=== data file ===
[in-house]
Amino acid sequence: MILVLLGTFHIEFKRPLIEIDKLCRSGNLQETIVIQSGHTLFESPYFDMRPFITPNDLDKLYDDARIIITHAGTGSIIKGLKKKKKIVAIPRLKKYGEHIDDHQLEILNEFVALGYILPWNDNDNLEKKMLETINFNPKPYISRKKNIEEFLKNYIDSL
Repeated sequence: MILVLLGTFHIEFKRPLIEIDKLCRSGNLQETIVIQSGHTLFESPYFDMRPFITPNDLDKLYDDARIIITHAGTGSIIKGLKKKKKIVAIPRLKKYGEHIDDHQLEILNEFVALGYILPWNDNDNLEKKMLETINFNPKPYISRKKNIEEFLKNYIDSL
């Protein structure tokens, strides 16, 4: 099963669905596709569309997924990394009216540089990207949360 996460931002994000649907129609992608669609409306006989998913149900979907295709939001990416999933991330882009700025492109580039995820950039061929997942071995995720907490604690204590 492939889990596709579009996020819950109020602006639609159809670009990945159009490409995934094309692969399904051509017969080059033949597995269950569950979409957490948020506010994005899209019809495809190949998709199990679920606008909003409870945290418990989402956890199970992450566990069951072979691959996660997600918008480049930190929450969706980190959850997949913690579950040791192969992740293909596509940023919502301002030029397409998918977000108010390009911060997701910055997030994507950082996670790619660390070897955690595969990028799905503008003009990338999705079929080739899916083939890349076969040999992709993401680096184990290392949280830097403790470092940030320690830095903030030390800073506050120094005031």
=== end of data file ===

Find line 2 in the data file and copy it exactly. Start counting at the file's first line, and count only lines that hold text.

Amino acid sequence: MILVLLGTFHIEFKRPLIEIDKLCRSGNLQETIVIQSGHTLFESPYFDMRPFITPNDLDKLYDDARIIITHAGTGSIIKGLKKKKKIVAIPRLKKYGEHIDDHQLEILNEFVALGYILPWNDNDNLEKKMLETINFNPKPYISRKKNIEEFLKNYIDSL